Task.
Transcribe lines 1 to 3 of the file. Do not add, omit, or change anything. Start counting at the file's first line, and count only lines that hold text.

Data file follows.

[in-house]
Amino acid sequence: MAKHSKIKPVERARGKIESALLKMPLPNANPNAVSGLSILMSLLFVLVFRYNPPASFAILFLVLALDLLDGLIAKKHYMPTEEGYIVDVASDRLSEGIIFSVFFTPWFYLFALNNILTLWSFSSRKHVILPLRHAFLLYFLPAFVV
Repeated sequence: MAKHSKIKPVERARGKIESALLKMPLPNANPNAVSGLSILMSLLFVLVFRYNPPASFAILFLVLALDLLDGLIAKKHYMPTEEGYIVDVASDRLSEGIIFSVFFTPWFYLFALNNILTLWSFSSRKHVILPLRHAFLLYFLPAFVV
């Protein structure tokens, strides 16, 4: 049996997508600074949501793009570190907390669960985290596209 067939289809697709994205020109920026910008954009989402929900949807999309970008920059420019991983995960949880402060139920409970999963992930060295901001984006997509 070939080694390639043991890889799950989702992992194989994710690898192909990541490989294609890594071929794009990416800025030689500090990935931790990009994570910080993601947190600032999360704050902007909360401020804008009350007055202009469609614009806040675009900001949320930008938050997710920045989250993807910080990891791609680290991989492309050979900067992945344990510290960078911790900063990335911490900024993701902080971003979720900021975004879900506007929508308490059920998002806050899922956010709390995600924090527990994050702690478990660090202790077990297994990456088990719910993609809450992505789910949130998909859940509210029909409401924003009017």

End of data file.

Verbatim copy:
[in-house]
Amino acid sequence: MAKHSKIKPVERARGKIESALLKMPLPNANPNAVSGLSILMSLLFVLVFRYNPPASFAILFLVLALDLLDGLIAKKHYMPTEEGYIVDVASDRLSEGIIFSVFFTPWFYLFALNNILTLWSFSSRKHVILPLRHAFLLYFLPAFVV
Repeated sequence: MAKHSKIKPVERARGKIESALLKMPLPNANPNAVSGLSILMSLLFVLVFRYNPPASFAILFLVLALDLLDGLIAKKHYMPTEEGYIVDVASDRLSEGIIFSVFFTPWFYLFALNNILTLWSFSSRKHVILPLRHAFLLYFLPAFVV